A marathon consists of two challenges. One is getting to the finish line, and the other is getting to the start line.
I’m almost at the start line of my ninth race over the classic distance, the Tralee Marathon. Race day is on Sunday morning, the day after tomorrow as I write.
This time last week, though, the Tralee start line threatened to recede into the distance. A heavy cold mutated into a mild chest infection, and I could hardly lift a leg even to shuffle forlornly to the couch to console myself with football on TV, I feared that for Tralee I would literally be a non-runner.
Thankfully I was able to start zapping the chest infection with antibiotics while it was still a mild irritant in my windpipe, before it could plough down into the lungs. I’m also thankful that my doctor is officially Sound On The Running Question. When I told her I needed to get well for a marathon the following weekend, instead of furrowing her brow and sighing in exasperation she asked me what time I was aiming for.
But then, this is the same doctor who patched me up when, two days before the 2013 Dublin Marathon, I rocked up to her clinic with mild gastroenteritis. Forty-eight hours later I ran what is still my marathon personal best time.
After seven days without running, during which I slept like a sleeping machine, this week I had a couple of tentative runs. On Tuesday night I went out for a speculative twenty minutes of light trotting – two ten-minute miles. By merely returning without having coughed up my lungs I considered that run a success.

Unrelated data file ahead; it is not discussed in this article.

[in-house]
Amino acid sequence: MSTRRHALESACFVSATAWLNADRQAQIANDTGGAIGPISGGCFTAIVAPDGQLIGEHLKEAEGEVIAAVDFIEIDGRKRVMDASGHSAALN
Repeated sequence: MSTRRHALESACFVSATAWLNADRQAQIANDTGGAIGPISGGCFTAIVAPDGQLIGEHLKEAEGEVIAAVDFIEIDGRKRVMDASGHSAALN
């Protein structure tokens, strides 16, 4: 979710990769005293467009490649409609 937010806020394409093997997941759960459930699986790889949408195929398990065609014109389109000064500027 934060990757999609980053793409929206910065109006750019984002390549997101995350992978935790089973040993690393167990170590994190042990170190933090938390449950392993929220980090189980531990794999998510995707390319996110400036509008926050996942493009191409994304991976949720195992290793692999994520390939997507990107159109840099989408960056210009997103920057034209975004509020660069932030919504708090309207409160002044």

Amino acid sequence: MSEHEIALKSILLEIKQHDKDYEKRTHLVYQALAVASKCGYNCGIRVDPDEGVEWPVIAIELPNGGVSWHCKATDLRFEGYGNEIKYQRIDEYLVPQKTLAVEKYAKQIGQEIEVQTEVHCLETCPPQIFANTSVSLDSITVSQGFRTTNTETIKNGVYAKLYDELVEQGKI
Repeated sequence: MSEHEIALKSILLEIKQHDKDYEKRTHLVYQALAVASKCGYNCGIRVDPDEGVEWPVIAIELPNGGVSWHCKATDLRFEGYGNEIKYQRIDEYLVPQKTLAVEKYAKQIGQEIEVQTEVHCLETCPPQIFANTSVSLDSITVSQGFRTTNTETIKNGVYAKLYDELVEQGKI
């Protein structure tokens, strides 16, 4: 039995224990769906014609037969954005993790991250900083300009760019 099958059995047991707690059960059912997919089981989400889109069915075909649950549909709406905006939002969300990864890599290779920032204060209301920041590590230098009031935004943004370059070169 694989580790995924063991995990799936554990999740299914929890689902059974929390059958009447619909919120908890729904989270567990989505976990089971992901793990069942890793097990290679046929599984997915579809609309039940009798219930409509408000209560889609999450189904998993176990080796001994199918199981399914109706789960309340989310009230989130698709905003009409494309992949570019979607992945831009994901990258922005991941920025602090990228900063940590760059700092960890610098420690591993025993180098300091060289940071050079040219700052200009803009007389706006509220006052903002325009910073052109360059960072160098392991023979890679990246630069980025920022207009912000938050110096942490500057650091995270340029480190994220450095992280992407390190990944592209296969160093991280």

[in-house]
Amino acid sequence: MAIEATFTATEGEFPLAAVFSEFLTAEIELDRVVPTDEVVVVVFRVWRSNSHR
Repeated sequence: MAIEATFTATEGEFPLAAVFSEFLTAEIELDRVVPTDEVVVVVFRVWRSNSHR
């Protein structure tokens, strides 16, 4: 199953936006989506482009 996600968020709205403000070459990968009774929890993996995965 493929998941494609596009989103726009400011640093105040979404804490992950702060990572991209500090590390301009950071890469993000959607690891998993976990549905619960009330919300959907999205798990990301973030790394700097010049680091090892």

Then on Thursday night I wrapped those two slow miles around a filling of two miles at race pace. It felt comfortable and I was greatly heartened, if not so greatly lung-ened.
Right now the infection seems to have cleared up. I have a light, dry ‘ahem’ of a cough like that of a groom trying to shut up a bawdy best man’s speech at a wedding reception.
So now I’m getting ready for race day. Tomorrow morning, 24 hours before the start, I’ll go for my traditional captain’s run – a light run of one mile the day before a race to loosen the legs and work up some battle fever. Then I must collect my race number: I’ll be number 60.
After that I’ll just be resting up, plus going over my race strategy. Although my legs are in the shape to go for 3:14 or even 3:09, I’m not so steady on my lungs. So for Tralee the plan is to sit in with the sub-3:30 bus and see how the windbags hold up. The main objective is to finish in a decent time but without my lungs oozing down the front of my shirt, and this may require concepts alien to most of us male runners, such as common sense and parking the ego.
And then on Sunday morning I’ll make my way to the Tralee Marathon finish line – via the start line.